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Disambiguating Lisbon. Growth, Employment and Social Inclusion in the Investment State

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  • Bea Cantillon

Abstract

Over half way into the European Year for Combating Poverty and Social Exclusion, on the eve of the elaboration of policies designed to help reach the Europe 2020 target of lifting 20 million people out of poverty, it is important to take stock of the outcomes of the Lisbon agenda for growth, employment and social inclusion. The question arises why, despite growth of average incomes and of employment, poverty rates have not gone down, but have either stabilized or even increased. In this paper we identify the following trends: rising employment has benefited workless households only partially; income protection for the working-age population out of work has become less adequate; social policies and, more generally, social redistribution have become less pro-poor. These observations are indicative of the ambiguity of the Lisbon Strategy and its underlying investment paradigm.

Suggested Citation

  • Bea Cantillon, 2010. "Disambiguating Lisbon. Growth, Employment and Social Inclusion in the Investment State," Working Papers 1007, Herman Deleeck Centre for Social Policy, University of Antwerp.
  • Handle: RePEc:hdl:wpaper:1007
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    References listed on IDEAS

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    1. Maria J. Hanratty & Rebecca M. Blank, 1992. "Down and Out in North America: Recent Trends in Poverty Rates in the United States and Canada," The Quarterly Journal of Economics, Oxford University Press, vol. 107(1), pages 233-254.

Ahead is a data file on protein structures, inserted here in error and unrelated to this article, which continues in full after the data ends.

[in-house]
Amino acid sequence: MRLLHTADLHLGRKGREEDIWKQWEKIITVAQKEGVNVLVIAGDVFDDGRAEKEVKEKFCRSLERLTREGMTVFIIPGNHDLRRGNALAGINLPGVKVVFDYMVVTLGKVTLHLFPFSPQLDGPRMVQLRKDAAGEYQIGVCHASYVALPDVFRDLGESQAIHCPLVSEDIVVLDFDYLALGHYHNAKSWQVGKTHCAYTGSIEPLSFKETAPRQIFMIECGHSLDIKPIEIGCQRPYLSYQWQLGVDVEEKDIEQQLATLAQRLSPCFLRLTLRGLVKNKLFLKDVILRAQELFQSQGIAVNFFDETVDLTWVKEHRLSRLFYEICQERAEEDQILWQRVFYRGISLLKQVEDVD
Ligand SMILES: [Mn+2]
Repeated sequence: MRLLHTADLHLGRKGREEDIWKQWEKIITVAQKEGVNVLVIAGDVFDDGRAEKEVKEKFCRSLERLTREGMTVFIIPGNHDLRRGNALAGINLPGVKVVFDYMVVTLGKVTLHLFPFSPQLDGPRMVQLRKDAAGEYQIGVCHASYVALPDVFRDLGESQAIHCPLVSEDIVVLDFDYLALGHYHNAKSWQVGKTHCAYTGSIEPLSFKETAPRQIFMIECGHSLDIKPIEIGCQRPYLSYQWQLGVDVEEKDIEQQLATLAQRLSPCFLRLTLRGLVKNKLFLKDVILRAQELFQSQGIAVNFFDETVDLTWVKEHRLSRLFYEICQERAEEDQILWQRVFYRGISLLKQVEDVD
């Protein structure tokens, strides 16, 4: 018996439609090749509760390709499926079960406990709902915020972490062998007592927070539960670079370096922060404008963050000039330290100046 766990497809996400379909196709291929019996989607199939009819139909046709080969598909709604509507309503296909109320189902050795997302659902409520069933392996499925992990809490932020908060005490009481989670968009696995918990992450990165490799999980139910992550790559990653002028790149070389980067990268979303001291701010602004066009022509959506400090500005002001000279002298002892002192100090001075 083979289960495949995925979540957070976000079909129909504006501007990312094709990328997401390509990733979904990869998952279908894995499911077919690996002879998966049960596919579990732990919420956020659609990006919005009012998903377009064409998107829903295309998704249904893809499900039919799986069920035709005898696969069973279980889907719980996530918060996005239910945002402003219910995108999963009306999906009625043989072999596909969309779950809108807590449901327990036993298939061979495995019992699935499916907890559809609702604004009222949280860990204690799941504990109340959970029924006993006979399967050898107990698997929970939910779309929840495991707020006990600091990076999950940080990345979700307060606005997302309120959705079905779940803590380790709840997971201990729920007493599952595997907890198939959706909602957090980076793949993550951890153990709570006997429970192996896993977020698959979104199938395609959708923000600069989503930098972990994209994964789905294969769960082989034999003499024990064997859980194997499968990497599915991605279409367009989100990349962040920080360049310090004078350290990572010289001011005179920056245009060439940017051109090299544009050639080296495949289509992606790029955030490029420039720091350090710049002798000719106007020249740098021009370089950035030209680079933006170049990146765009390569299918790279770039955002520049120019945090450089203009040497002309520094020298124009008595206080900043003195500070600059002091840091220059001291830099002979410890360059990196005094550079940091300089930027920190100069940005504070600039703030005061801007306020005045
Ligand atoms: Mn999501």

2. Momi Dahan & Michel Strawczynski, 2010. "Fiscal Rules and Composition Bias in OECD Countries," CESifo Working Paper Series 3088, CESifo Group Munich.
    3. Bruce Bradbury & Markus Jantti, 1999. "Child Poverty across Industrialized Nations," Papers iopeps99/70, Innocenti Occasional Papers, Economic Policy Series.
    4. Kenworthy, Lane, 2008. "Jobs with Equality," OUP Catalogue, Oxford University Press, number 9780199550609.
    5. Jean-Claude Barbier, 2010. ""Stratégie de Lisbonne" : les promesses sociales non tenues," Université Paris1 Panthéon-Sorbonne (Post-Print and Working Papers) halshs-00462456, HAL.
    6. Peter Whiteford & Willem Adema, 2007. "What Works Best in Reducing Child Poverty: A Benefit or Work Strategy?," OECD Social, Employment and Migration Working Papers 51, OECD Publishing.
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